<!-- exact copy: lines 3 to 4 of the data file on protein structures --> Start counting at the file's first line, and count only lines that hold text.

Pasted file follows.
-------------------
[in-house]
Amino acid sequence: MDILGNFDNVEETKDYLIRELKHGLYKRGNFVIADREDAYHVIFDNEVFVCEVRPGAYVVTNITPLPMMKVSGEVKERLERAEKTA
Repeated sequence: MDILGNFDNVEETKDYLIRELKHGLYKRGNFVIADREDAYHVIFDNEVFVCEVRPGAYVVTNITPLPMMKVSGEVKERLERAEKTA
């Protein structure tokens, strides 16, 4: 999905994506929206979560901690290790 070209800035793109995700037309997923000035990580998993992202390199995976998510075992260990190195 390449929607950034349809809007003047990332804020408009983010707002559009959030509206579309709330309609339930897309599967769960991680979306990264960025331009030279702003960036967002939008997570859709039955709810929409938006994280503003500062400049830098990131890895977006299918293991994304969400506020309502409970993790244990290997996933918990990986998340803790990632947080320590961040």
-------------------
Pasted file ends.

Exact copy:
Repeated sequence: MDILGNFDNVEETKDYLIRELKHGLYKRGNFVIADREDAYHVIFDNEVFVCEVRPGAYVVTNITPLPMMKVSGEVKERLERAEKTA
């Protein structure tokens, strides 16, 4: 999905994506929206979560901690290790 070209800035793109995700037309997923000035990580998993992202390199995976998510075992260990190195 390449929607950034349809809007003047990332804020408009983010707002559009959030509206579309709330309609339930897309599967769960991680979306990264960025331009030279702003960036967002939008997570859709039955709810929409938006994280503003500062400049830098990131890895977006299918293991994304969400506020309502409970993790244990290997996933918990990986998340803790990632947080320590961040």